COVID-19 casual contact sites vanish from NSW Health updates as Delta outbreak deepens

By: Jamie McKinnell

The number of COVID-19 exposure sites in NSW grew so large earlier this week, health authorities abandoned listing some of them in email and social media updates.

During the state’s Delta outbreak, NSW Health has been sending regular media releases detailing new venues of concern, and posting a list of close and casual contact sites on Twitter.

But on Tuesday night, the emailed briefing did not list casual contact sites, and directed people to the department’s website where they could view “a number of” new venues “associated with confirmed cases of COVID-19”.

An update on Twitter also appeared without the list, sparking questions from the public.

“Unfortunately the list is very long,” NSW Health tweeted.

But it pointed out that the venues were still being updated on the department’s website.

“As there are so many venues, across many suburbs [the tweet] will just be telling everyone to … check the website,” the department replied to one query.

In a statement, NSW Health said the list of close and casual contact sites would continue to be published on social media and directly to its website, where users can filter results by most recently updated, exposure date, or alphabetical order.

Last Thursday, one of the three exposure site updates emailed by NSW Health included five pages of close and casual contact sites.

People deemed close contacts in NSW must get tested for COVID-19 and isolate for 14 days regardless of the result.

Those classified as a casual contact must get swabbed and isolate until they receive a negative result.

“Given the transmissibility of the COVID-19 Delta strain, NSW Health is taking a more cautious approach in classifying venues as either close contact or casual contact venues,” a NSW Health spokeswoman said.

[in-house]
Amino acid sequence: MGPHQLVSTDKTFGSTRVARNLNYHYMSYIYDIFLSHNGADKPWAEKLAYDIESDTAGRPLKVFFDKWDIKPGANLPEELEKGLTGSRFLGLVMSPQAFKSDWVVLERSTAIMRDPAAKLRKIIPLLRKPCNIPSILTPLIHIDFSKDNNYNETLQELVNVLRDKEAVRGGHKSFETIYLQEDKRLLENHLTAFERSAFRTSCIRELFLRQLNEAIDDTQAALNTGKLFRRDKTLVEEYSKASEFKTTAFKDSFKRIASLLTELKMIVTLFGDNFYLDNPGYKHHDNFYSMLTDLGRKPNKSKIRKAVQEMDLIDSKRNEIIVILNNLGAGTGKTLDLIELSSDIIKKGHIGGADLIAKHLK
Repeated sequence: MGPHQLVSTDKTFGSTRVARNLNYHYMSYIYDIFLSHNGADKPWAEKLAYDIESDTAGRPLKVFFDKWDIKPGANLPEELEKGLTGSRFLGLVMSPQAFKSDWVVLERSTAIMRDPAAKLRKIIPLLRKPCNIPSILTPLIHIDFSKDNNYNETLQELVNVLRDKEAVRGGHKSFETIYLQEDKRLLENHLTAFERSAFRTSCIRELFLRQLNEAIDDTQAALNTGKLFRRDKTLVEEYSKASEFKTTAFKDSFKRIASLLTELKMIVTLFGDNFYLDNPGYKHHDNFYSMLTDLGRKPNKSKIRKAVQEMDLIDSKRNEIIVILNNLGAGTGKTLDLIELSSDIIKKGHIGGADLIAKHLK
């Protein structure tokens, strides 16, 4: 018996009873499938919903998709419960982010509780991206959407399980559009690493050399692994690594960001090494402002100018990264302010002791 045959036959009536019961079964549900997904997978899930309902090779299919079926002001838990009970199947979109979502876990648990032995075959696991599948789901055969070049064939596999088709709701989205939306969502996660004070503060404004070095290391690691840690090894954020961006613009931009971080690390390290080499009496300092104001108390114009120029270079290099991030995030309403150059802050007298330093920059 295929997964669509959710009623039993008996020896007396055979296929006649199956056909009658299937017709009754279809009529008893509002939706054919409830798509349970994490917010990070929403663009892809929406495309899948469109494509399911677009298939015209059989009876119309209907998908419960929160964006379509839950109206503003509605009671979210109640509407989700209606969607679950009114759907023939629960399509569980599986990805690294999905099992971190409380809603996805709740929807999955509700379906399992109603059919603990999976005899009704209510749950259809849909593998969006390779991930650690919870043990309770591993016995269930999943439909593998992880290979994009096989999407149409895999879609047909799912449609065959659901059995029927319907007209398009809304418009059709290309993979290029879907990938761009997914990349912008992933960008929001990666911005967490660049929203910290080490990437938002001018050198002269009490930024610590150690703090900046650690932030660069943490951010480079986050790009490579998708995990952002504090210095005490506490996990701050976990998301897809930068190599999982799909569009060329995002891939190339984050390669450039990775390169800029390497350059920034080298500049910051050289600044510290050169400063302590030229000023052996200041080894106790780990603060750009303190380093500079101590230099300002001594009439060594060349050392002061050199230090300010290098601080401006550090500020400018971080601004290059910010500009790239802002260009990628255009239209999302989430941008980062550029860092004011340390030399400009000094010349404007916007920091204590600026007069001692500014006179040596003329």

Dr Kerry Chant, the state’s Chief Health Officer, acknowledged increasing case numbers had made it “challenging”, but said systems had been “ramped up” with an “incredible surge”.

“Our priority has been getting out those text messages, and given that someone may be diagnosed and there has been some turnaround time issues with laboratory testing, you imagine we go back two days after they got their symptoms,” Dr Chant said.

“So that can explain why the venues are [listed as] five days ago, because if you have gone for a test, you got the test result in 48 hours or 24 hours, then we ask you [to] go back two days [and tell us] where you have gone.”

NSW Health said its tracing teams included at least 550 staff working directly with confirmed COVID-19 cases and contacts.

“There are also more than 400 extra staff assisting in a surge capacity, in line with previous outbreaks,” the spokeswoman said.

The department has employed state-based staff from government agencies and private companies, with up to 30 colleagues in Western Australia, Tasmania and the ACT also helping out with case interviews.

Dr Chant said NSW was dealing with “one of the most challenging times we have ever experienced as a nation”.

“I would ask everyone to do their bit,” she said.

The state recorded 233 new infections on Wednesday, and there were two more deaths.

Many of the venues of concern are in Western Sydney and south-west Sydney, with an Aldi store in Auburn among the latest additions.

In the latest update, two bus routes have been added to the list of venues of concern.

Anyone who travelled on the 601 bus route from Parramatta Station to Castle Hill on Sunday July 25 between 8:24am and 9:00am or the 415 bus from Burwood Road, Belmore to Parramatta Station on Saturday July 24 between 8.24am and 9:00am is considered a close contact and must get tested immediately.

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